Family Structure In Post-War Britian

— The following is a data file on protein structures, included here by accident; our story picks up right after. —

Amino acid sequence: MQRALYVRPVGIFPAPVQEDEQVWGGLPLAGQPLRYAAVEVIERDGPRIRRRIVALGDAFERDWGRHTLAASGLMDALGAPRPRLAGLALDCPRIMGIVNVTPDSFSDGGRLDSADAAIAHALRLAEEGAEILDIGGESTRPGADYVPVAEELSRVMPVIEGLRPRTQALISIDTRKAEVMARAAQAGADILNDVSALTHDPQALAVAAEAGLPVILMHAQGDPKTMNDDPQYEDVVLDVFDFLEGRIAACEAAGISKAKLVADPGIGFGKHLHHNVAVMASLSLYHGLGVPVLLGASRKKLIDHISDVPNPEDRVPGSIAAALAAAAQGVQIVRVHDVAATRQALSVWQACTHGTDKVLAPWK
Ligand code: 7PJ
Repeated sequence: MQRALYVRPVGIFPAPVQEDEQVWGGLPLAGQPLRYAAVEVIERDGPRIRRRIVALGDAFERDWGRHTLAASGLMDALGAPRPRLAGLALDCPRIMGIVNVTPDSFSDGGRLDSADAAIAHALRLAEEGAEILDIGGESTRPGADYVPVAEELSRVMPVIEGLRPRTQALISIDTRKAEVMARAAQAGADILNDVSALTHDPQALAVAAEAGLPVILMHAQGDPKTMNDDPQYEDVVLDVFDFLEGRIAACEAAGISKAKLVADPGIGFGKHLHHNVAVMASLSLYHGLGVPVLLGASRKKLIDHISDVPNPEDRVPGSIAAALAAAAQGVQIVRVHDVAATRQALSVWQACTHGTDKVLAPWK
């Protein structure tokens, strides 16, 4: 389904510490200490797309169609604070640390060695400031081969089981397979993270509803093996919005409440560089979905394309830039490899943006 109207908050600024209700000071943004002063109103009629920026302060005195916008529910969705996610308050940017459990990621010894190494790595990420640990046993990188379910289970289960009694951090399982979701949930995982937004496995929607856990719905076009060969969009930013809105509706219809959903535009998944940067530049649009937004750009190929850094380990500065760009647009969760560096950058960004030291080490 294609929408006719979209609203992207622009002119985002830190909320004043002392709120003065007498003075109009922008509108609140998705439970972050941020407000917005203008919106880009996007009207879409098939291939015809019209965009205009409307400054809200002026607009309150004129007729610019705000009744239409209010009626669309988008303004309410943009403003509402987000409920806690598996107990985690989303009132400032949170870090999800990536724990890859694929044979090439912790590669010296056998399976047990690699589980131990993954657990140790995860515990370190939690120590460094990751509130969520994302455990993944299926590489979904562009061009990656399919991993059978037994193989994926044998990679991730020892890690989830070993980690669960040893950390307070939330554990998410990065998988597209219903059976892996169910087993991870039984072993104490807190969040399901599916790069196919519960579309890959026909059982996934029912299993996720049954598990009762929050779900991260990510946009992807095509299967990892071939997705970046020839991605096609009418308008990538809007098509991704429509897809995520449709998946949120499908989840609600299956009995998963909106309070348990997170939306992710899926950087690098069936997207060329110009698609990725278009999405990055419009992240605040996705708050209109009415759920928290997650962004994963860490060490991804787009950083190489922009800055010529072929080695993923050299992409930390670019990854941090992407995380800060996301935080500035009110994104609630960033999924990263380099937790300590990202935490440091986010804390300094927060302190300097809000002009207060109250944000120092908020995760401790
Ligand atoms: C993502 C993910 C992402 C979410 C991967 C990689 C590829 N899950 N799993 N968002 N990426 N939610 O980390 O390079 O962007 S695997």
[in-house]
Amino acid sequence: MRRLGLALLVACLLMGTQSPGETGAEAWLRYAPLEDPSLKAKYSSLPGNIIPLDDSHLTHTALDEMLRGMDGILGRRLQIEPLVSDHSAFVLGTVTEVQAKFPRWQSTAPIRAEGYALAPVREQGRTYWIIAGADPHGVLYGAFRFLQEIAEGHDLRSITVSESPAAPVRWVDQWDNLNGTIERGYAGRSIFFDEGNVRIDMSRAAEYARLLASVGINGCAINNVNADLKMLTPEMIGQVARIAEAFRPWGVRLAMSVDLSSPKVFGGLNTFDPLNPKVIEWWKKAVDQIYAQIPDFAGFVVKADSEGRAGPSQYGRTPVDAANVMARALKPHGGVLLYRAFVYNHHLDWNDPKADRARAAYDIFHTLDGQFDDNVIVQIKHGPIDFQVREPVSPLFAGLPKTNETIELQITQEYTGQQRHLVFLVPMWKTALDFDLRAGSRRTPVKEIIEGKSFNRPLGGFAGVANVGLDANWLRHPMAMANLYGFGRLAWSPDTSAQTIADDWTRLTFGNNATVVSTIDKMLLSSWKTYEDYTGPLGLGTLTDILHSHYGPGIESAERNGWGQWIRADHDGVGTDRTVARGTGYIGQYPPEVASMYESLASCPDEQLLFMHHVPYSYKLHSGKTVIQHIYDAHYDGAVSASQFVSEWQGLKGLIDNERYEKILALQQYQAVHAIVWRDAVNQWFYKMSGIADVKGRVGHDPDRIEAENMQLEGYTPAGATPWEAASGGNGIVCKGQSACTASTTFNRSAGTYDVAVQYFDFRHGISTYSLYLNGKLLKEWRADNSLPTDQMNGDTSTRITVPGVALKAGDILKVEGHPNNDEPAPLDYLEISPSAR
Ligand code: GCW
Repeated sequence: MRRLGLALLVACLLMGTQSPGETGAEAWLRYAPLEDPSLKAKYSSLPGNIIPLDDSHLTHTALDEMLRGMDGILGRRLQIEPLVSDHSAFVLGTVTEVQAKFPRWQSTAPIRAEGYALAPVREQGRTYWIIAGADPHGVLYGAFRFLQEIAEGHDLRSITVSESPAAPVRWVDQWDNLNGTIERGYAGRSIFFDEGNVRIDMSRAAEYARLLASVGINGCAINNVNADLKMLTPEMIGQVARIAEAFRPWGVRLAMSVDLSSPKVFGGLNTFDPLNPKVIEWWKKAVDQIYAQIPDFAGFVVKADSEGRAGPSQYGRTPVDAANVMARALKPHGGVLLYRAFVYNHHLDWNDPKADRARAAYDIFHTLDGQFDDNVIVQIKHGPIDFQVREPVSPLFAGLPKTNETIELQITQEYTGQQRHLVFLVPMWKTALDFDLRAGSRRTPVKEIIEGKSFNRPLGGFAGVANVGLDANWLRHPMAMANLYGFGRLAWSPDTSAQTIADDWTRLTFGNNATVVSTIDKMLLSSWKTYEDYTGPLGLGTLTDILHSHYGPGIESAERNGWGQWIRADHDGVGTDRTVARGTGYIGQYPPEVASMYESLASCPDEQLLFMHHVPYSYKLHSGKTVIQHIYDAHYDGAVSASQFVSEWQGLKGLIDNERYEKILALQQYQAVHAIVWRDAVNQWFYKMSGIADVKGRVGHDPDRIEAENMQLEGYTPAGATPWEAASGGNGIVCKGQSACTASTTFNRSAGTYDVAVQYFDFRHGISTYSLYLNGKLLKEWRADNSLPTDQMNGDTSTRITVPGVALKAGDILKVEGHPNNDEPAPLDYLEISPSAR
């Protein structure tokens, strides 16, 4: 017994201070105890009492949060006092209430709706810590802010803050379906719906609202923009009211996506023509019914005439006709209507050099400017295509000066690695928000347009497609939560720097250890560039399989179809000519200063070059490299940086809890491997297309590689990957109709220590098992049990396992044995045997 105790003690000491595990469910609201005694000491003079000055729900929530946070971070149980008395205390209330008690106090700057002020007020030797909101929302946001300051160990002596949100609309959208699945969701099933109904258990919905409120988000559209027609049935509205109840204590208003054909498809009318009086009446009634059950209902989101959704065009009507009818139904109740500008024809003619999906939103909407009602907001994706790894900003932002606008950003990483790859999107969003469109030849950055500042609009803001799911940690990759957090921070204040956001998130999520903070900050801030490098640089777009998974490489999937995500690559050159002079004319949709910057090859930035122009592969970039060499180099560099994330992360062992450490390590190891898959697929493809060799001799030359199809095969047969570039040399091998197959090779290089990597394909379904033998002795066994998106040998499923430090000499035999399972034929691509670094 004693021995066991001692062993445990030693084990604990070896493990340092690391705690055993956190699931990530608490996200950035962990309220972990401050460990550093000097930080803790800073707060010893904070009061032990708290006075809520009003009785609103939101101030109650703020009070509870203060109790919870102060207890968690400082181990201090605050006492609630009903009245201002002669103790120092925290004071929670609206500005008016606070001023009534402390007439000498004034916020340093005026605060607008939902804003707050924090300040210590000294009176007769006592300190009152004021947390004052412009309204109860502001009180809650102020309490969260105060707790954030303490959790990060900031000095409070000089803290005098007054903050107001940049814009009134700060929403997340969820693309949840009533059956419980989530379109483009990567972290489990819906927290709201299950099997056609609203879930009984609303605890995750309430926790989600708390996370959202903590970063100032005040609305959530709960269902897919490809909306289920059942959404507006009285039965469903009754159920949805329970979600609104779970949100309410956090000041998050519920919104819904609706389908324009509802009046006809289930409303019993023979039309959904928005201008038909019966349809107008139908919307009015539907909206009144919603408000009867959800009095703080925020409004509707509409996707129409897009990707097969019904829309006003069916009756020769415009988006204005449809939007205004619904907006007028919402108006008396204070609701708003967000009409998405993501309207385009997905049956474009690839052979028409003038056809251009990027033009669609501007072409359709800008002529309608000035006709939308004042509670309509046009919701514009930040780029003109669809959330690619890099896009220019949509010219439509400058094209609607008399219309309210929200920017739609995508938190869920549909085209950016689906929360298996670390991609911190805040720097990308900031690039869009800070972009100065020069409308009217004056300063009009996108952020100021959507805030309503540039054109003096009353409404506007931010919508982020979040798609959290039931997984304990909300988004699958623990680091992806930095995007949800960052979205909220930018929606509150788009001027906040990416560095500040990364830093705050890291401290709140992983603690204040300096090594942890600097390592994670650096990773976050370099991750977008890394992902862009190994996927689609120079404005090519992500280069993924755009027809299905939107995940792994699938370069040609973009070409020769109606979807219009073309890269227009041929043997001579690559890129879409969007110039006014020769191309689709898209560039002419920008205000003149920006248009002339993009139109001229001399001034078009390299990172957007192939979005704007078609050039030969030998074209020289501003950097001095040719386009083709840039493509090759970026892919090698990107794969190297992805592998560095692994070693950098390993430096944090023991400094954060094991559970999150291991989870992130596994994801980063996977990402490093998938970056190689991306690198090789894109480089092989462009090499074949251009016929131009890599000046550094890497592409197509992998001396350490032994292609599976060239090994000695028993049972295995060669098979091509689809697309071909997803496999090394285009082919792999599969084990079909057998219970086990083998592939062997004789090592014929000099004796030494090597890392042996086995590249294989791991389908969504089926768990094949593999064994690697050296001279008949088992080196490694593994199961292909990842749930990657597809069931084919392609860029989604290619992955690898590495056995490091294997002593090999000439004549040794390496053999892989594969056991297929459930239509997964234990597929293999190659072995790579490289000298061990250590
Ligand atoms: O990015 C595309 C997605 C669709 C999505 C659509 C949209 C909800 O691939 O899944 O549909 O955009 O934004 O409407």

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World War ǁ was a global military event, the most colossal conflict in history lasting from 1939-1945, it involved most of the worlds nations including Great Britain. WWII had far-reaching implications for most of the world. The following essay will demonstrate the changes the UK family has undergone since World War ǁ, the following essay will also throw light upon the changes in family types, economic activities of women , power distribution, laws and sexuality with respect to disciplines of sociology, economics, history and politics. Family used to be a single unit, consisting of a husband, wife and children. This unit was widely thought as a group based on marriage and biological parenthood as sharing a common residence and united by ties of affection, obligations, care, support, and a sense of common identity. However, due to the change in values, laws, family structure and social trends, the definition of family has been defined as a married or cohabiting couple with or without children living under one roof, children may be dependent or independent. (Office for national statistics) (2006) There appears to be widespread agreement that family and home life have been changing dramatically over the last 40 years or so. According to Talcott Parsons, the change in family structure is due to industrialization. The concept that had emerged is a new version of the domestic ideal that encapsulates changed expectations of family relations and housing conditions. The family life in the postwar period was highly affected. The concept of companionate marriage emerged in the post war era just to build a better life and build a future in which marriage would be the foundation of better life. Equality of sexes came into being after... ... middle of paper ... ... aspect of the family. Works Cited i. Allan, G. (Ed.) (1999). The sociology of the family. Malden, MA: Blackwell. ii. Corr, H. & Jamieson, l. (Eds) (1990).Politics of everyday life. London: Macmillan. iii. Elliot, E. R. (1986). The family change or continuity. London: Macmillan. iv. Farmer, M. (1970). The family. London & Harlow: Longman. v. Ferri, E., Bynner, J. & Wadsworth, M. (Eds) (2003). Changing Britain, changing lives. London: institute of education, university of London. vi. Lewis, J. (1992). Women in Britain since 1945. Oxford: Blackwell vii. Rosenberg, C.E (ed.) (1978). The family in history. Philadelphia: University of Pennsylvania press. viii. Office of national statistics (2006) Overview of families: Cohabiting is the fastest growing family type. Retrieved 09/07/2011 from:

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